Jaunzemis had been searching for his real identity since his mother died in New Zealand in 1978. She was Latvian. She spoke very little about his father, except to say that he had been killed in the war, and that the rest of the family was also dead. There were times when he didn't believe her.
"Mother: Anna Jaunzemis from Riga."
"Father: Jaunzemis, officer, killed in the war."
That was the information Jaunzemis provided to Vija Sarmite, his new assistant. She got to work in the Riga archives. First she began searching for his father. She found a man named Jaunzemis who seemed to match the description, a captain named Alexander. She found out where he was buried and wrote a second letter. Jaunzemis came to Riga, and he and Sarmite took flowers to the captain's grave.
But according to the gravestone, the captain had died in Australia, which meant that he couldn't be George's father.
Jaunzemis stayed in Latvia for four more weeks. He helped Vija with the research, and sometimes they went for walks in the small park in front of the apartment building. Vija was in her early 60s and had been in an unhappy marriage for the last 30 years. She had three children, all grown and living on their own. George, a retiree from Christchurch, had been a flight sergeant and airplane mechanic with the Royal New Zealand Air Force, and now he was leading a quiet life in retirement. Once a week, he would treat himself to a meal of fish and chips wrapped in newspaper, with ketchup and mayonnaise, which he would eat while walking.
In Riga, he went to the archive with Vija, and she invited him over to her apartment for coffee and chocolate cake. Finally, at the end of his Riga trip, she gave him a very personal letter and told him not to open it until he was in the plane. When the flight landed in New Zealand, he called Vija and told her that he was going to book a flight back to Latvia immediately. He sold his apartment in Christchurch, gave away his furniture, packed his records and some of his clothes, and went back to Riga to be with Vija. She got a divorce. And then they married.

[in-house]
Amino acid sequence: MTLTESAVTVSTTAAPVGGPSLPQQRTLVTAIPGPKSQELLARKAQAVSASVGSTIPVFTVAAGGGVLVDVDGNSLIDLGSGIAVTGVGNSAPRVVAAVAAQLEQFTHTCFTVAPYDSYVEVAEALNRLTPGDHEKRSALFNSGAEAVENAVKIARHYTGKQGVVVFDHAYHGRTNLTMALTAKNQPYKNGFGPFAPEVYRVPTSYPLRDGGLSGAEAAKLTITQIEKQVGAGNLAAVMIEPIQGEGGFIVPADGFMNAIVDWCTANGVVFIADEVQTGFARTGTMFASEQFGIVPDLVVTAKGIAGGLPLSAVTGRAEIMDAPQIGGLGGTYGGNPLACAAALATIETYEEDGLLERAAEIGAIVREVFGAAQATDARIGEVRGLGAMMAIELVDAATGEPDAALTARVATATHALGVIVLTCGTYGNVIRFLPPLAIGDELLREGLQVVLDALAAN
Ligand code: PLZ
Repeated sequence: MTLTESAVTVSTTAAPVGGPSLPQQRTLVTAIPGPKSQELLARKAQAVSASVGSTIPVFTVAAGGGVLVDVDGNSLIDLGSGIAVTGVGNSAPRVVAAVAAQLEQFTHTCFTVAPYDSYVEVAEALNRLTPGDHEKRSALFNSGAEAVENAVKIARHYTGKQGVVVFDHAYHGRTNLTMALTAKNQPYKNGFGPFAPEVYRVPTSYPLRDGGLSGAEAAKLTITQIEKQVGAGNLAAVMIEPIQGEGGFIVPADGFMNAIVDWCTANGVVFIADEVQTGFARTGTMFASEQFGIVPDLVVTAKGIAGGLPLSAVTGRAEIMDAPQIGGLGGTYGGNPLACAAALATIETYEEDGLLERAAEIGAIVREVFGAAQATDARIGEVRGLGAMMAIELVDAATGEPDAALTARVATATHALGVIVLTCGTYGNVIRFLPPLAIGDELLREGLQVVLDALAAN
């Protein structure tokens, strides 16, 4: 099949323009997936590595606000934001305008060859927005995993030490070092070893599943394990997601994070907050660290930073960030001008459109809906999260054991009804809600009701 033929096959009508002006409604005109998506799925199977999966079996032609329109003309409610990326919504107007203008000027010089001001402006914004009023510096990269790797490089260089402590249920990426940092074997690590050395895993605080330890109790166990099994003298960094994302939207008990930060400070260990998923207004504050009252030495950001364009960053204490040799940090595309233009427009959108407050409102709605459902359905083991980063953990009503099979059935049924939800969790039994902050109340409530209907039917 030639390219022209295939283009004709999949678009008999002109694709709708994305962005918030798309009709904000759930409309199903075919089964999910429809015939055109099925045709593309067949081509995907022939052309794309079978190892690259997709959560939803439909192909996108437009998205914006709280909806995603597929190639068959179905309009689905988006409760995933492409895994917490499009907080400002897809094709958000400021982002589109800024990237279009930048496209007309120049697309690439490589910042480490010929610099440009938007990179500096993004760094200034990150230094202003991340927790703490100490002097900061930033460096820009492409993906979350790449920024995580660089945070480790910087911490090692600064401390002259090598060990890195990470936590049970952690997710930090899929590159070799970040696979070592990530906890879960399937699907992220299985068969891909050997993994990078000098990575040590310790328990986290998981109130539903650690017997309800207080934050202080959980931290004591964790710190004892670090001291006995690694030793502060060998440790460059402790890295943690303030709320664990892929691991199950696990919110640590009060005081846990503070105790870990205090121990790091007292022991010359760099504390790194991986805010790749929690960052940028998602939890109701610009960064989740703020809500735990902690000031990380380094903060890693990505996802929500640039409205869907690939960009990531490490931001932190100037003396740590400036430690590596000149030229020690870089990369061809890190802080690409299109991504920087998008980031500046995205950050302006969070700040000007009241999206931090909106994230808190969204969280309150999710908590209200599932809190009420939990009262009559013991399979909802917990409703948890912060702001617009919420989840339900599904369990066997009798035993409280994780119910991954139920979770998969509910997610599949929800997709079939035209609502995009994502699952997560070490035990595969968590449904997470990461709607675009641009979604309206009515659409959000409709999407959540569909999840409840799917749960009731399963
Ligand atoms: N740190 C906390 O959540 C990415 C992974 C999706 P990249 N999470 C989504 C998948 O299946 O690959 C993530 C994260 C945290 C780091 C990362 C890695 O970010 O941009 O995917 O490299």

Living His Own Story
Jaunzemis, now an old man, gets up from his sofa, goes to the kitchen and returns with plates and cups. He sets them carefully on the table, places the spoons on the saucers and pours the coffee. Everything is shaking, including the old man. He stands there, like a schoolboy, in his socks on a thick carpet. He isn't used to entertaining guests. He has never had any. But he can still learn how to do it, he says, so he's practicing.
He has decided to live his own story now. For a long time, he didn't know which aspects of his personality were the result of genetics and which ones were shaped by his environment. Now he knows.
In 2002, he and Vija went to the central registry for personal data. They discovered that there was no record of a child named George Jaunzemis having been registered with the authorities in Riga, where his mother was from, in the year of his birth, 1941. They also checked the city's hospitals, but found no information there, either.
Finally they went to the national archive and found an Anna Jaunzemis who was born in 1893, not in 1901, as they had assumed. She had been baptized in the St. Peter and St. Paul Church. They also found addresses. Anna's name reappeared in a 1944 record book for an old building at Alberta Street 8, a cobblestone street, but there was no entry under the "Child" heading, which meant that there was no evidence of a child named George who had been born in 1941.
It was at that moment, says Jaunzemis, that he seriously considered for the first time that perhaps he wasn't the child of the woman he had believed to be his mother until then.